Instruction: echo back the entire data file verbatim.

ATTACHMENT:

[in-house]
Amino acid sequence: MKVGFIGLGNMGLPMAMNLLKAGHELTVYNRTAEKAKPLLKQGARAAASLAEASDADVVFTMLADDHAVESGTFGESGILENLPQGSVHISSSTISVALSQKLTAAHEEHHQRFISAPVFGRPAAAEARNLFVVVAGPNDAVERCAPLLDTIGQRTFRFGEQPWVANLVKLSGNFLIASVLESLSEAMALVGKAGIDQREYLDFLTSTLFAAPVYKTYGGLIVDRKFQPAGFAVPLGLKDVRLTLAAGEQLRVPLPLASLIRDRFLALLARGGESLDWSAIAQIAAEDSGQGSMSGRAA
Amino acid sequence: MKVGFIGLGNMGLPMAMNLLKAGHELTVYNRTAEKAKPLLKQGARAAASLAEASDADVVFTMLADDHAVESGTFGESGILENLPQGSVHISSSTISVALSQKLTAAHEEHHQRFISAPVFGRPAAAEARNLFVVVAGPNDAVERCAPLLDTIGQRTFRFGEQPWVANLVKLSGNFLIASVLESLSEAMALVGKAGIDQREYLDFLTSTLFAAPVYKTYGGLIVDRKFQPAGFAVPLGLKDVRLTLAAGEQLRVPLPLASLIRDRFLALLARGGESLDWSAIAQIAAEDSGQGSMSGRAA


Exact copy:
[in-house]
Amino acid sequence: MKVGFIGLGNMGLPMAMNLLKAGHELTVYNRTAEKAKPLLKQGARAAASLAEASDADVVFTMLADDHAVESGTFGESGILENLPQGSVHISSSTISVALSQKLTAAHEEHHQRFISAPVFGRPAAAEARNLFVVVAGPNDAVERCAPLLDTIGQRTFRFGEQPWVANLVKLSGNFLIASVLESLSEAMALVGKAGIDQREYLDFLTSTLFAAPVYKTYGGLIVDRKFQPAGFAVPLGLKDVRLTLAAGEQLRVPLPLASLIRDRFLALLARGGESLDWSAIAQIAAEDSGQGSMSGRAA
Amino acid sequence: MKVGFIGLGNMGLPMAMNLLKAGHELTVYNRTAEKAKPLLKQGARAAASLAEASDADVVFTMLADDHAVESGTFGESGILENLPQGSVHISSSTISVALSQKLTAAHEEHHQRFISAPVFGRPAAAEARNLFVVVAGPNDAVERCAPLLDTIGQRTFRFGEQPWVANLVKLSGNFLIASVLESLSEAMALVGKAGIDQREYLDFLTSTLFAAPVYKTYGGLIVDRKFQPAGFAVPLGLKDVRLTLAAGEQLRVPLPLASLIRDRFLALLARGGESLDWSAIAQIAAEDSGQGSMSGRAA